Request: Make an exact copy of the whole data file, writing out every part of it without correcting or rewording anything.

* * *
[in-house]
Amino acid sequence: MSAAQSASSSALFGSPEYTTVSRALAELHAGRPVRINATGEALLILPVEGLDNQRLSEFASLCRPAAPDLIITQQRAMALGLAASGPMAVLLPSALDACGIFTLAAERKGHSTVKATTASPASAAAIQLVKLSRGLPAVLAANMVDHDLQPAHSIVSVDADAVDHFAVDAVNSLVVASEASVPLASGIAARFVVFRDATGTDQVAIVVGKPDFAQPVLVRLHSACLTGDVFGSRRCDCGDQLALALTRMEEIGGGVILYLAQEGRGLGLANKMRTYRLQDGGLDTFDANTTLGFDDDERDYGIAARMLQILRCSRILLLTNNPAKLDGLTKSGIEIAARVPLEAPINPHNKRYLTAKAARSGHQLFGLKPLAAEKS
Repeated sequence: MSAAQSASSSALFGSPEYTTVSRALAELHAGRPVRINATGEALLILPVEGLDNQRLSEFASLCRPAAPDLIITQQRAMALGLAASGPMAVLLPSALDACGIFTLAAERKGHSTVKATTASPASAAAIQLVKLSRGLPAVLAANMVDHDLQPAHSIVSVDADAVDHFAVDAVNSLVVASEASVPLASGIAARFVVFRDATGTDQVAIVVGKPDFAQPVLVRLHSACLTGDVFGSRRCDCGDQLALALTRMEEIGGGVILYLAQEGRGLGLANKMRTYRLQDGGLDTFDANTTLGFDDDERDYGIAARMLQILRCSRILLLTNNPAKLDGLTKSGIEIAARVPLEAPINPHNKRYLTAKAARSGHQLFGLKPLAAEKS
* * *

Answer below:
[in-house]
Amino acid sequence: MSAAQSASSSALFGSPEYTTVSRALAELHAGRPVRINATGEALLILPVEGLDNQRLSEFASLCRPAAPDLIITQQRAMALGLAASGPMAVLLPSALDACGIFTLAAERKGHSTVKATTASPASAAAIQLVKLSRGLPAVLAANMVDHDLQPAHSIVSVDADAVDHFAVDAVNSLVVASEASVPLASGIAARFVVFRDATGTDQVAIVVGKPDFAQPVLVRLHSACLTGDVFGSRRCDCGDQLALALTRMEEIGGGVILYLAQEGRGLGLANKMRTYRLQDGGLDTFDANTTLGFDDDERDYGIAARMLQILRCSRILLLTNNPAKLDGLTKSGIEIAARVPLEAPINPHNKRYLTAKAARSGHQLFGLKPLAAEKS
Repeated sequence: MSAAQSASSSALFGSPEYTTVSRALAELHAGRPVRINATGEALLILPVEGLDNQRLSEFASLCRPAAPDLIITQQRAMALGLAASGPMAVLLPSALDACGIFTLAAERKGHSTVKATTASPASAAAIQLVKLSRGLPAVLAANMVDHDLQPAHSIVSVDADAVDHFAVDAVNSLVVASEASVPLASGIAARFVVFRDATGTDQVAIVVGKPDFAQPVLVRLHSACLTGDVFGSRRCDCGDQLALALTRMEEIGGGVILYLAQEGRGLGLANKMRTYRLQDGGLDTFDANTTLGFDDDERDYGIAARMLQILRCSRILLLTNNPAKLDGLTKSGIEIAARVPLEAPINPHNKRYLTAKAARSGHQLFGLKPLAAEKS